I guess me being interested in this thread comes from my worry that, when academics in their most boring form are set way ahead of other forms of literacy learning, say free play (read: story telling). The kids are done a disservice. They may read early, but will they tell a great story, will they be critical thinkers and problem solvers?
One advantage to reading early in school is that class size increases as they age, reliance on homework and tests as the main assessments of learning increase every year. It's told that underprivileged kids benefit from the early learning and I imagine assessment of any learning disabilities as well. That way, they don't fall through the cracks when class size increases and kids are increasingly in charge of their own output. It might even flag them for one on one attention from aides who can work with them specifically on the needs that have been identified.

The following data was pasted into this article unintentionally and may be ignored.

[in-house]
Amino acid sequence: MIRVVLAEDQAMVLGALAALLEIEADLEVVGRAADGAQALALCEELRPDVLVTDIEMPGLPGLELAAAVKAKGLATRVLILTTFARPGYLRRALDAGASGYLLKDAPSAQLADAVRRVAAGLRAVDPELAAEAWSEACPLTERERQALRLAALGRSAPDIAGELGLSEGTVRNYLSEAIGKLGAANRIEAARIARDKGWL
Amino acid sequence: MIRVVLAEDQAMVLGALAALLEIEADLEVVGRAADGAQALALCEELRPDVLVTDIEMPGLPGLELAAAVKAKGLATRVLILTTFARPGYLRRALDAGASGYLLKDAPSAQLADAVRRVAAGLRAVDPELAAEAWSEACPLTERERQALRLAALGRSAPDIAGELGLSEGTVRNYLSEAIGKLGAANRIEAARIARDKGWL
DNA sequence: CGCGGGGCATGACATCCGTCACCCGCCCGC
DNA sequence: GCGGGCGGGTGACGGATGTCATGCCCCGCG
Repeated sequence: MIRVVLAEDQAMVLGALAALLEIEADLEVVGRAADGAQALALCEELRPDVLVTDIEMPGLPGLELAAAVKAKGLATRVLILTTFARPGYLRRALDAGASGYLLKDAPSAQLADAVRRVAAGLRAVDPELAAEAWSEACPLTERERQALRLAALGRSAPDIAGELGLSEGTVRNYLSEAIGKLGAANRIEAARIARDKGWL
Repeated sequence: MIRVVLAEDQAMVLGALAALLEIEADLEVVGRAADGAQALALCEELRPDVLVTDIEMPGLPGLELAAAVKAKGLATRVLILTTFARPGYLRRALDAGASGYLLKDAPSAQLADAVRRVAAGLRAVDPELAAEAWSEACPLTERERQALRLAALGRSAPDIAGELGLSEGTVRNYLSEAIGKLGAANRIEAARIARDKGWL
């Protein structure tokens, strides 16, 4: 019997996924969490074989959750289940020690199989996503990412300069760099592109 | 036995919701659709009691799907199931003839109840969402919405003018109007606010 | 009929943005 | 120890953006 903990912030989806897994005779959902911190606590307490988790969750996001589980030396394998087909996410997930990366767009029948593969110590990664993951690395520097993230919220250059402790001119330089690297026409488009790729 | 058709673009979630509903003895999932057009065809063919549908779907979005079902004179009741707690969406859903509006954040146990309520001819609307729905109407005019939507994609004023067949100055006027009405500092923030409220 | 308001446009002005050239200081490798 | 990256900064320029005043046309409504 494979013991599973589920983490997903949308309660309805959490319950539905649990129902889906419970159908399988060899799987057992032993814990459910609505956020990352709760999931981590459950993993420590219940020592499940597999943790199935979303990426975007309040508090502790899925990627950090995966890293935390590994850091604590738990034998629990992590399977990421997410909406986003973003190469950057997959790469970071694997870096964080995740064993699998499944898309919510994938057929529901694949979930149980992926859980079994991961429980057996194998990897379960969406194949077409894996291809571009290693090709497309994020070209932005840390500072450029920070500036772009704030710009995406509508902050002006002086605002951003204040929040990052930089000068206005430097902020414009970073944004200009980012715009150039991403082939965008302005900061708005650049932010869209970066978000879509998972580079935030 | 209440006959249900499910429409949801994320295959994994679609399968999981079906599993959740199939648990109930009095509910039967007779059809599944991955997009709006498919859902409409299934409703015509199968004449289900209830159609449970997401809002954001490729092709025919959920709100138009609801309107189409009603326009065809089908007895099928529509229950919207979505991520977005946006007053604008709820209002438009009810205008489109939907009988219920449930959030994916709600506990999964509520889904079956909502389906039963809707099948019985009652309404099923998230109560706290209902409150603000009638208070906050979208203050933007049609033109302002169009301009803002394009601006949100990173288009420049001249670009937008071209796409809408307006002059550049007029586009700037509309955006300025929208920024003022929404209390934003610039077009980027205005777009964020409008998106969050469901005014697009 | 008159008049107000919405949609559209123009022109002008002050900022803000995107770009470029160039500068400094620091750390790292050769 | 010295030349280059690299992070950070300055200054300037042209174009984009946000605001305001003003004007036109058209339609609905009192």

I know that's just the current model. Homeschoolers can ignore all that. There is no pressure to have a certain skill level by a certain age. Assessments can be done in all kinds of formal and informal ways. Homeschooling can be more hands on, and consequently not lean as much on literacy skills. Mild forms of reading disabilities can be worked through.
Since I last posted, my youngest, now 7yo, is reading a wide variety of books. Usually non-fiction. She reads to her animals, and she really loves it. My oldest, now nearly 9yo, still doesn't read for fun. She does read because she *wants to know something*, and that might be how it will be forever, or she might learn to love it more when it comes as natural as walking does. Some kids will never love reading as a pastime. Others will pick it up later. My now 30-yo nephew "discovered" the book store when he was 26!
Well now I've been posting on this and have forgotten what the OP was all about. Off to reread.
BTW: Follow up. "Knee" was once pronounced "ca-NAY". The printing press helped standardize spelling (well, sort of) and "freeze" words in their old forms while the pronunciation changed. (Same for "knight", etc.) Positive outcome: we are able to read centuries-old English writings with very little help. Negative outcome: the need for memorizing sight words. One book I read since I commented last called English the most "Chinese" of European languages, due to the sheer number of (now) non-phonetic spellings which need to be read more like pictographs than a series of sounds.